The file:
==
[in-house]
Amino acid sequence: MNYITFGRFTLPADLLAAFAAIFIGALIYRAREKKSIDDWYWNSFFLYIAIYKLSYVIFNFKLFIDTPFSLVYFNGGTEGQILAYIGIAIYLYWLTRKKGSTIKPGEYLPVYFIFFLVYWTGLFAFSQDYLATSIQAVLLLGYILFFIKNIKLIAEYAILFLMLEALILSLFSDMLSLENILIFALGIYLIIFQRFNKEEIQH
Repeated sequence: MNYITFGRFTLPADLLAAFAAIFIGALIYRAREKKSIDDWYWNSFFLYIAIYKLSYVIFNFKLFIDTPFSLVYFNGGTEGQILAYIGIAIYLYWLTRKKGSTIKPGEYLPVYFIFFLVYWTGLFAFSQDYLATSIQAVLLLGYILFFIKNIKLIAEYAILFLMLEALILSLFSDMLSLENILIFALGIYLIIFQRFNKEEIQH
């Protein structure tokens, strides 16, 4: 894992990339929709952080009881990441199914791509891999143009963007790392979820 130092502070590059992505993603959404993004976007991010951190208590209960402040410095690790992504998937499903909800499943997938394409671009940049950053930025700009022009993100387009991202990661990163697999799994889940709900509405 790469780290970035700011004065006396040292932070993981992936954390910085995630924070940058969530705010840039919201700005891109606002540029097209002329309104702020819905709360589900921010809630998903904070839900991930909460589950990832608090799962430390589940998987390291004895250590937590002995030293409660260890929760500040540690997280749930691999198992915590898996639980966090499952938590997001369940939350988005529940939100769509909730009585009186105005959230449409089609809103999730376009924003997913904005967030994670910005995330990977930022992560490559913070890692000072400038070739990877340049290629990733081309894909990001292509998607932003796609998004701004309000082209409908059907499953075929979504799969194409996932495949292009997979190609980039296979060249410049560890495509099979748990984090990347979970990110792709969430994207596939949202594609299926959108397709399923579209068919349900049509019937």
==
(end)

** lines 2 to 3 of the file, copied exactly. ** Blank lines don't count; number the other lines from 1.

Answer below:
Amino acid sequence: MNYITFGRFTLPADLLAAFAAIFIGALIYRAREKKSIDDWYWNSFFLYIAIYKLSYVIFNFKLFIDTPFSLVYFNGGTEGQILAYIGIAIYLYWLTRKKGSTIKPGEYLPVYFIFFLVYWTGLFAFSQDYLATSIQAVLLLGYILFFIKNIKLIAEYAILFLMLEALILSLFSDMLSLENILIFALGIYLIIFQRFNKEEIQH
Repeated sequence: MNYITFGRFTLPADLLAAFAAIFIGALIYRAREKKSIDDWYWNSFFLYIAIYKLSYVIFNFKLFIDTPFSLVYFNGGTEGQILAYIGIAIYLYWLTRKKGSTIKPGEYLPVYFIFFLVYWTGLFAFSQDYLATSIQAVLLLGYILFFIKNIKLIAEYAILFLMLEALILSLFSDMLSLENILIFALGIYLIIFQRFNKEEIQH